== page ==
Penfolds Koonunga Hill Cabernet Sauvignon 2006, Australia ($16.95). The Penfolds brand, best known for the $300 Grange red, is a benchmark for consistency and quality at this more modest price. Textbook cabernet flavours abound here, with notes of cassis, chocolate, cherry and vanilla, knitted together in a full-bodied, velvety smooth blanket. The finish is crisp and firm. Just as good, from the same value-priced line, is Penfolds Koonunga Hill Shiraz Cabernet 2008 ($16.95). Serve either with rare or medium-rare beef.

Two Hands The Lucky Country Shiraz 2008, Australia ($15.30). A mouthful of deep red flavour awaits you in this big-bodied effort blended from ripe Barossa Valley and crisper McLaren Vale fruit. It’s lusty and silky, with generous black-fruit essence, licorice, spice, cigar box and a nostalgic (at least for me) note of black wine gum. Great for grilled meats brushed with sweet barbecue sauce.

Alamos Malbec 2008, Argentina ($13.95; $14.99 in B.C.). From the distinguished producer Catena, this entry-level red is remarkably smooth, with notes of blackberry and black currant balanced by black pepper. A smidgeon of rich cabernet sauvignon and crisp bonarda were added to this blend for texture and balance. It’s ideal for burgers and medium-to-well-done beef.

Porcupine Ridge Syrah 2009, South Africa ($14.95). A perennial darling of wine critics, this robust, full-bodied red comes from one of South Africa’s best and most unpronounceable producers, Boekenhoutskloof (booken-HOOTS-kloof). Luscious and creamy, it shows concentrated dark-fruit flavour underpinned by espresso coffee, grilled meat and that classic Cape smokiness, lifted by firm acidity. Serve it with grilled beef, lamb or game, such as venison.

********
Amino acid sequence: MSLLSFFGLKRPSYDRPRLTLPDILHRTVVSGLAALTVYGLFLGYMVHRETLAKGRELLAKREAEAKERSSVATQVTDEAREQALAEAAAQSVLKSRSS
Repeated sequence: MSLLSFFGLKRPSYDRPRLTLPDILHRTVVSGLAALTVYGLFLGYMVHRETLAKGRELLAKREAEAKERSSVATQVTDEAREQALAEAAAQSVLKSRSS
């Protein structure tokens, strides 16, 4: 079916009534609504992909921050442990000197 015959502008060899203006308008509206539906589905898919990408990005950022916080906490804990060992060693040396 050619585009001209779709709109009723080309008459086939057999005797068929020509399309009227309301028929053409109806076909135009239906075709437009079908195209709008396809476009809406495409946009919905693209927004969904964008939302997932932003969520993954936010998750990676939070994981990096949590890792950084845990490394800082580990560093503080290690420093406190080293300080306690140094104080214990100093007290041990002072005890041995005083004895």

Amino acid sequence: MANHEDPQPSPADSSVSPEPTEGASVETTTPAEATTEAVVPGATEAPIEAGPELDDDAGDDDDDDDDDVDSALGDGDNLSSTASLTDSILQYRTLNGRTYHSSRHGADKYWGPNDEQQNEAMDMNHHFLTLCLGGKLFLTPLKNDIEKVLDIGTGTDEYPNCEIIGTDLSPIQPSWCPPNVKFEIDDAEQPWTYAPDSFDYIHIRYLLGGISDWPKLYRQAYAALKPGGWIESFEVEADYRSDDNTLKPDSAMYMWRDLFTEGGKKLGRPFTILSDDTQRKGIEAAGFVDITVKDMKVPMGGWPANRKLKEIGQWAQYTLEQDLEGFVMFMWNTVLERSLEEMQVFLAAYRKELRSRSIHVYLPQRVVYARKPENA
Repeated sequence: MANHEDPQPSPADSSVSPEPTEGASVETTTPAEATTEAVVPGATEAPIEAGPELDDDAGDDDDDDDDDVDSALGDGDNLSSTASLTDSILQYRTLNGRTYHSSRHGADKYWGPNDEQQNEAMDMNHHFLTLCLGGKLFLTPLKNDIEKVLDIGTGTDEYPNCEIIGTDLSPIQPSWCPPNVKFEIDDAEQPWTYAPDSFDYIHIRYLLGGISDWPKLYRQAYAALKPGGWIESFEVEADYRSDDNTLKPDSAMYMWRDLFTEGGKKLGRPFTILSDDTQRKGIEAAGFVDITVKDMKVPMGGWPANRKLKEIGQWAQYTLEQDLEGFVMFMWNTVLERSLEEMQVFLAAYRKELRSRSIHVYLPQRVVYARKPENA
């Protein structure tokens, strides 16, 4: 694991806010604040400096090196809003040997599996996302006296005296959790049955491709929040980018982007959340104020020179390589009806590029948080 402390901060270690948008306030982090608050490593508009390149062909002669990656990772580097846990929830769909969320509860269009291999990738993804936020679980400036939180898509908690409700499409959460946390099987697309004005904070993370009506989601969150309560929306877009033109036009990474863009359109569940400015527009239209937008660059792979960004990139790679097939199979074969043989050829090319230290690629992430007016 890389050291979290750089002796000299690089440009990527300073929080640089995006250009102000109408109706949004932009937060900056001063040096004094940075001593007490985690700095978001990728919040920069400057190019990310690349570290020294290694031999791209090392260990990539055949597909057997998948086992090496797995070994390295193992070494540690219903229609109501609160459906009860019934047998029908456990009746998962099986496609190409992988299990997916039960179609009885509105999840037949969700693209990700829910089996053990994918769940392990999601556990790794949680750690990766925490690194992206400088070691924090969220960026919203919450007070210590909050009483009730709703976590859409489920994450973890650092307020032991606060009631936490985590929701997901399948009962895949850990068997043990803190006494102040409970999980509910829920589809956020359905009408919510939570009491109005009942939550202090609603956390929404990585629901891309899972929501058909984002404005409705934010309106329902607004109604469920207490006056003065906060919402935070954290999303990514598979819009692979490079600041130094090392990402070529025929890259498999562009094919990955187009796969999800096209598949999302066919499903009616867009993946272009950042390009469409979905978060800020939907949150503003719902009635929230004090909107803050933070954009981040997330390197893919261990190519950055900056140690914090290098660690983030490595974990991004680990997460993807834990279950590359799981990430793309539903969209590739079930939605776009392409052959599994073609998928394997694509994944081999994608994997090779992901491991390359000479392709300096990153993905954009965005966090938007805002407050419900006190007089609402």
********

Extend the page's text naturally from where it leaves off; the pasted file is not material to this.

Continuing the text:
Argento Malbec Rosé 2009, Argentina ($9.95). Too many rosés today are flaccid with sugar. This one’s crisp and lively while delivering a solid, concentrated cherry-apple fruit. Perfect for solo sipping or with appetizers, such as prosciutto-draped bruschetta, the Italian toasted-bread slices brushed with olive oil and raw garlic.

Grand Gaillard Sauvignon Blanc 2008, France ($12.95). If you like crisp sauvignon blanc, keep in mind that most white Bordeaux is made partly or entirely from the grape. But there are also tremendous values today in white Bordeaux, and this is one. Round and silky yet light and crisp, it offers notes of lemon and herbs – perfect for asparagus and goat-cheese-adorned salads and for solo sipping.

Grooner Grüner Veltliner 2008, Austria ($12.95). If you can get past the kitschy name, presumably designed to assist non-Germans with the pronunciation of the gruner veltliner grape, you may be impressed with the balance of this versatile white from Weingut Meinhard Forstreiter. Light, with a tart-juicy essence, it boasts a silky core and notes of lemon, herbs and slate. A fine choice for salads, even where piquant Dijon mustard figures into the dressing.

Bodega J&F Lurton Pinot Gris 2008, Argentina ($10.95; $13.99 in B.C.). While the rest of the world guzzles big-brand, often anemic pinot grigios from Italy, you can be savouring this relatively flavour-packed South American beauty, based on the same grape. Light medium-bodied and clean, it’s a good match for grilled fish or chicken.

René Barbier Classic White, Spain ($9.95). Light and lively, this white shows remarkable nuance for the money, with notes of crisp apple, banana and citrus. Perfect for grilled shellfish or for sipping by itself on a warm day or evening.


Fine dining alive and
well in Toronto

By Corey Mintz Toronto Star Columnist
April 5, 2010

Yes, the current global recession has swept through Toronto’s restaurant scene like a brushfire. Food empires have crashed. Chef’s fortunes have crumbled. Some culinary temples of grandeur, such as Splendido, have downsized, scaling back the glitz. Others, like Truffles, have been laid to rest. Even Susur Lee, poster boy for kitchen pageantry, has started serving lunch at his restaurant Lee. He’s even put a hamburger on the menu, the culinary white flag.

But for those with anniversaries to celebrate or CEO titles to validate, there is still luxury to be had in some corners of Toronto’s dining scene.

There has always been somewhere in this town to drop a c-note on a piece of beef. The steakhouse style of dining that once dominated Toronto is still alive in rooms such as Harbour Sixty Steakhouse, Jacobs & Co. Steakhouse and the 51-years-young Barberian’s. At Jacobs, you could spend $190 on a six-ounce portion of wagyu beef from Australia.